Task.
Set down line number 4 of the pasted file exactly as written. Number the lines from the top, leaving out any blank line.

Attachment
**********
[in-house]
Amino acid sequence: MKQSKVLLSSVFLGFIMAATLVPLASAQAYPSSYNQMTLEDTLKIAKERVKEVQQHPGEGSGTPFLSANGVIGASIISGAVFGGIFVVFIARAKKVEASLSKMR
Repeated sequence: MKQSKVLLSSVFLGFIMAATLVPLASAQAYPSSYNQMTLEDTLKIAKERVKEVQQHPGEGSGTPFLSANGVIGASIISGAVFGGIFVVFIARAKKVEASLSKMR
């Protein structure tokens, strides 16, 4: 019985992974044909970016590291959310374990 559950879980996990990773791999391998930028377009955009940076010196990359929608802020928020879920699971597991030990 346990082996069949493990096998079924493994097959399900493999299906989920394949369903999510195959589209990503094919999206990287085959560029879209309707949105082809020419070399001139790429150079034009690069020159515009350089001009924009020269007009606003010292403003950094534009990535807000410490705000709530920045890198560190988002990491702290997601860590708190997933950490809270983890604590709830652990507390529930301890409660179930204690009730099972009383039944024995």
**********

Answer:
């Protein structure tokens, strides 16, 4: 019985992974044909970016590291959310374990 559950879980996990990773791999391998930028377009955009940076010196990359929608802020928020879920699971597991030990 346990082996069949493990096998079924493994097959399900493999299906989920394949369903999510195959589209990503094919999206990287085959560029879209309707949105082809020419070399001139790429150079034009690069020159515009350089001009924009020269007009606003010292403003950094534009990535807000410490705000709530920045890198560190988002990491702290997601860590708190997933950490809270983890604590709830652990507390529930301890409660179930204690009730099972009383039944024995």